Though honesty is no longer needed, other virtues are still required to farm, including patience, perseverance, resourcefulness, and a good work ethic. Though merely lacking in most of these, I’m completely deficient in the most important virtue, a big bank account, which means I’m a wretched farmer at best. Wendell Berry sums it up  nicely, “You have to be too rich to farm before you can afford to farm in my county.”

Don’t get wrong, I have tried to increase my moral capacity to farm by thoughtfully bribing the loan agent (I wanted a cab tractor). Unfortunately, when I saw the pile of watermelons and cantaloupes on the floor behind the loan agent’s desk, I knew immediately I miscalculated by relying on old agricultural bribe tables. Apparently, the going bribe rate has increased with inflation and is now substantially more than a brown bag of homegrown tomatoes. Needless to say, I’m still riding around morally depraved in ambient atmospheric conditions–no cab, no air condition, no canopy, not a single luxury. 

Crows, the Old Field General, and Garden Warfare

A small garden, ha! What a punchline! I laugh every time I hear it, and I’ve heard it a lot. My wife’s poppaw Lowry is quite fond of the joke that precedes this punchline.

To do the joke justice, he starts out by pronouncing the fact that he’s downsizing his garden. In early spring, he may only plant a few rows of potatoes to really sell the setup. But by mid- June he’s wielding a hoe on a much larger battlefield, a certain glint in his eye as he fights once again with his mortal enemy, crabgrass. At this point, he says, “I’m getting too old for this” and then proclaims, “Next year I’m just planting a small garden.”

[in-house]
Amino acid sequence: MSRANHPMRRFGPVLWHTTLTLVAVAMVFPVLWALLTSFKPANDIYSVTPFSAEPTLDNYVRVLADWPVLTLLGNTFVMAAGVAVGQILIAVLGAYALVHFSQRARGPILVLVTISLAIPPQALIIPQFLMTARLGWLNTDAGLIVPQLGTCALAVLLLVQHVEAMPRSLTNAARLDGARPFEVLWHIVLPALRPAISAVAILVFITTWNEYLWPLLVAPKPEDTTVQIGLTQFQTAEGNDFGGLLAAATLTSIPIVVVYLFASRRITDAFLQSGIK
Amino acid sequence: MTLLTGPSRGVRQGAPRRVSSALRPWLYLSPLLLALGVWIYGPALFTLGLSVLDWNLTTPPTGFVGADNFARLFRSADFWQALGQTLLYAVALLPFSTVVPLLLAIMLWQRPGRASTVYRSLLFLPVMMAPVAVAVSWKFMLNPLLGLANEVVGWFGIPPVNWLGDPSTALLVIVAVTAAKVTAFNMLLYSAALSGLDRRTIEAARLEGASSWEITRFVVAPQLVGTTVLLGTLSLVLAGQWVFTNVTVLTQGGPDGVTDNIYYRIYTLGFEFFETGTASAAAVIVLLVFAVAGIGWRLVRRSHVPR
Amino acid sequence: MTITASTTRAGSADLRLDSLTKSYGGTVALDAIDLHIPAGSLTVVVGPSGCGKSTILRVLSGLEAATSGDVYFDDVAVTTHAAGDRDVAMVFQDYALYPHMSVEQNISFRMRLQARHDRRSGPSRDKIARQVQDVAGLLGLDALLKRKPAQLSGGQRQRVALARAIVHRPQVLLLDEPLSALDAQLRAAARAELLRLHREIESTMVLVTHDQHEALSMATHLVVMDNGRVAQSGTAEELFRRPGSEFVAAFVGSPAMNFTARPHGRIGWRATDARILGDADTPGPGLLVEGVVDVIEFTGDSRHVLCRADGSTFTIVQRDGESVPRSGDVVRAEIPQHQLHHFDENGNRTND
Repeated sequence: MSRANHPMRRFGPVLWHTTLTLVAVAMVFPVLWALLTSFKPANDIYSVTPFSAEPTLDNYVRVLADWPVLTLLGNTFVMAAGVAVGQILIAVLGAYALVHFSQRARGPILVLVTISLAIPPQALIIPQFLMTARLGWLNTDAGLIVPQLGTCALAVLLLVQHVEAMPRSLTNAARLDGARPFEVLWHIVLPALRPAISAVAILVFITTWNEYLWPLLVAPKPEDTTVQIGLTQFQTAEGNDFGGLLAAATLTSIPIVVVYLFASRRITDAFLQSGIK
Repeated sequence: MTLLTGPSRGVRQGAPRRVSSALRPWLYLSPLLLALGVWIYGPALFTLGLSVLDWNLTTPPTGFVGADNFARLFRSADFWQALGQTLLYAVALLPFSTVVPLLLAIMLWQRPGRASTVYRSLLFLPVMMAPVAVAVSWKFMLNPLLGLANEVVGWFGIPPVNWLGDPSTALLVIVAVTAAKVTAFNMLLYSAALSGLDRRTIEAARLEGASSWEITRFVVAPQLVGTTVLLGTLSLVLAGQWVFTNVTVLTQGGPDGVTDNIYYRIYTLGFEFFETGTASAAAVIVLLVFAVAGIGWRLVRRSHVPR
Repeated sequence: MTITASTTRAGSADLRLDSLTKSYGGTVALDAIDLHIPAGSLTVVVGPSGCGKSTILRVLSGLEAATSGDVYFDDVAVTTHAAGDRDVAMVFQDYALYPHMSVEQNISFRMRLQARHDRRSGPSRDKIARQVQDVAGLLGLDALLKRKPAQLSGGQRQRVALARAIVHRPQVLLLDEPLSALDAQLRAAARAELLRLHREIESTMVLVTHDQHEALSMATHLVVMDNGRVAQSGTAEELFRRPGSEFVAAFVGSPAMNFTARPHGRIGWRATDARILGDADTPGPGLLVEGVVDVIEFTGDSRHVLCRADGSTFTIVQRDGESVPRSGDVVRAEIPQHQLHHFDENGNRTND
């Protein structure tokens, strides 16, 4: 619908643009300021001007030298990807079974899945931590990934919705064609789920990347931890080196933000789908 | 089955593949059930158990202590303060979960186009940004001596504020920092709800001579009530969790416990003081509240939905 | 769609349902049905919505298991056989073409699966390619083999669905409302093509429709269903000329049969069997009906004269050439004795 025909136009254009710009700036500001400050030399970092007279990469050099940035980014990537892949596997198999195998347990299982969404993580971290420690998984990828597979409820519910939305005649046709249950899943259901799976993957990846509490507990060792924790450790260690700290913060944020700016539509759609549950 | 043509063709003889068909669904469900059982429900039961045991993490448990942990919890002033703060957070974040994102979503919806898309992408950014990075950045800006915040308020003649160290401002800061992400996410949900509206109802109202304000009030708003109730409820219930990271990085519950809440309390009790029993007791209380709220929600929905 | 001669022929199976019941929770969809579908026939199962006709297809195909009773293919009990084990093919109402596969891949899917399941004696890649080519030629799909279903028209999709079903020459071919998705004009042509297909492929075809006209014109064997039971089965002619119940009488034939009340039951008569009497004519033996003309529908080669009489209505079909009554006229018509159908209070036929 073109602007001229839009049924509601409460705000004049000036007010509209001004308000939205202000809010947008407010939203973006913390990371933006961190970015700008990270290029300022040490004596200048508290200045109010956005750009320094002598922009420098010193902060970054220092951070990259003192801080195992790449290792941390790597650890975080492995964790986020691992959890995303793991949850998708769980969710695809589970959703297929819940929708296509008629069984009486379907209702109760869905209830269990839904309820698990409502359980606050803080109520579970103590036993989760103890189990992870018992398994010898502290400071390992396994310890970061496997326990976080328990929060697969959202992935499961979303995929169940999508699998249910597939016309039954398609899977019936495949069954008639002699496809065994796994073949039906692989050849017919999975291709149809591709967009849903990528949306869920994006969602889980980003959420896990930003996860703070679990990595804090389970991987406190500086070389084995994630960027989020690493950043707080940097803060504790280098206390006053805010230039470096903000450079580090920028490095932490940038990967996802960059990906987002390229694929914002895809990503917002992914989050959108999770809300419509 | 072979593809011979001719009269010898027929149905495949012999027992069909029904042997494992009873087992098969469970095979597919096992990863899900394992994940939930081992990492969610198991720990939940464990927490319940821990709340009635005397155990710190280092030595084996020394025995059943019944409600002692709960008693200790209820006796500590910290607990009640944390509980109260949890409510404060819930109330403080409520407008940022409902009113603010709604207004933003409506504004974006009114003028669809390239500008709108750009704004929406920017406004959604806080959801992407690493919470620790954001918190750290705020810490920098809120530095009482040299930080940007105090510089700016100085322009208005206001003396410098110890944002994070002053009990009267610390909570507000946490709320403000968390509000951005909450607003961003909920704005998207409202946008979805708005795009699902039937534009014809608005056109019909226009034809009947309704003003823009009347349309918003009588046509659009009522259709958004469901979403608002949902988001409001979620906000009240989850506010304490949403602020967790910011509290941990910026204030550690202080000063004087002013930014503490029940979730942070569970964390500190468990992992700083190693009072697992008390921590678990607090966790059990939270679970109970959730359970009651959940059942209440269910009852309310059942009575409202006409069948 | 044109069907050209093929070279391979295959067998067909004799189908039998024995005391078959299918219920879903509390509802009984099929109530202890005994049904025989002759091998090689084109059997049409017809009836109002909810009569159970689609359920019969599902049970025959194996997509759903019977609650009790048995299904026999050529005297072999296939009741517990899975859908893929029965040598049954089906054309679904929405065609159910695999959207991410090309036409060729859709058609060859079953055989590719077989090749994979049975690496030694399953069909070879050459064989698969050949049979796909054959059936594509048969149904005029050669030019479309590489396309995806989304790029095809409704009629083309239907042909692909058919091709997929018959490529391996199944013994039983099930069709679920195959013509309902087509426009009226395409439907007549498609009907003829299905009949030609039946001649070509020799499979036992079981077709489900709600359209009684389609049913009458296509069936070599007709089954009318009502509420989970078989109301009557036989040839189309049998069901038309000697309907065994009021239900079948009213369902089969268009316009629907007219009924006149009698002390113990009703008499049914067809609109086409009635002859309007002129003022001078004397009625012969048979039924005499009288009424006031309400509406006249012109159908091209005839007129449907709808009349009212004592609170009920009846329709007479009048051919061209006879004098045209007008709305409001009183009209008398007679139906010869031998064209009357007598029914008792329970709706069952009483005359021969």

And it’s at this point where I laugh and say, “A small garden, ha!” Though I’ve heard that joke many times before–in fact, I hear it every year–I laugh, knowing next year his garden will be even larger. 

Older and Wiser

Lowry and Me

Lowry is now eighty-four. He has an old lawn chair that he sits in and looks out over his “small garden” like a field general. Field is an appropriate term because every year his garden grows in square-footage, to the point that his garden now encompasses a small field. The term general is also fitting because lately he’s been sitting in his chair with a shotgun.

His old foe, the crow, has been pillaging his rows of freshly-sowed purple hull peas, unearthing pea seed with precision beak strikes. But so far he’s been unsuccessful in repelling the crows. Over the years the crows around here have evolved and adapted their garden warfare tactics. The crows post lookouts in the trees near the garden and are long gone by the time Lowry shows up with his anti-aerial shotgun.

To be honest, I’ve started to worry about Lowry. Despite his big garden, he seems to have lost his fighting spirit. In years gone by, he would have concocted some elaborate crow-hunting blind to hide in and ambush his enemy. But now he’s just sitting around in the open for all the crows to see. I suspect the crows are probably ridiculing him in caws. Yesterday, I even walked up on him asleep in the lawn chair–shotgun across his lap. Not wanting to suddenly startle him while he was armed and dreaming, I just walked away and let him slumber. 

About thirty-minutes later, however, I heard a shotgun blast from the general direction of the garden. To be honest, I feared the worst: What if he had been having a nightmare, woke up confused, and blasted a watermelon? But when I got back to the garden, Lowry was grinning from ear to ear, a shotgun in one hand and crow in another. “I thought you were asleep,” I said.

His response: “And so did the crow.”

For another post on Lowry’s propensity for shooting, check out There’s a New Sheriff in Town. Also, here’s a funny story from the Small Farmer’s Journal on Lowry and my other farming neighbor called The Crowder Pea Peace Process.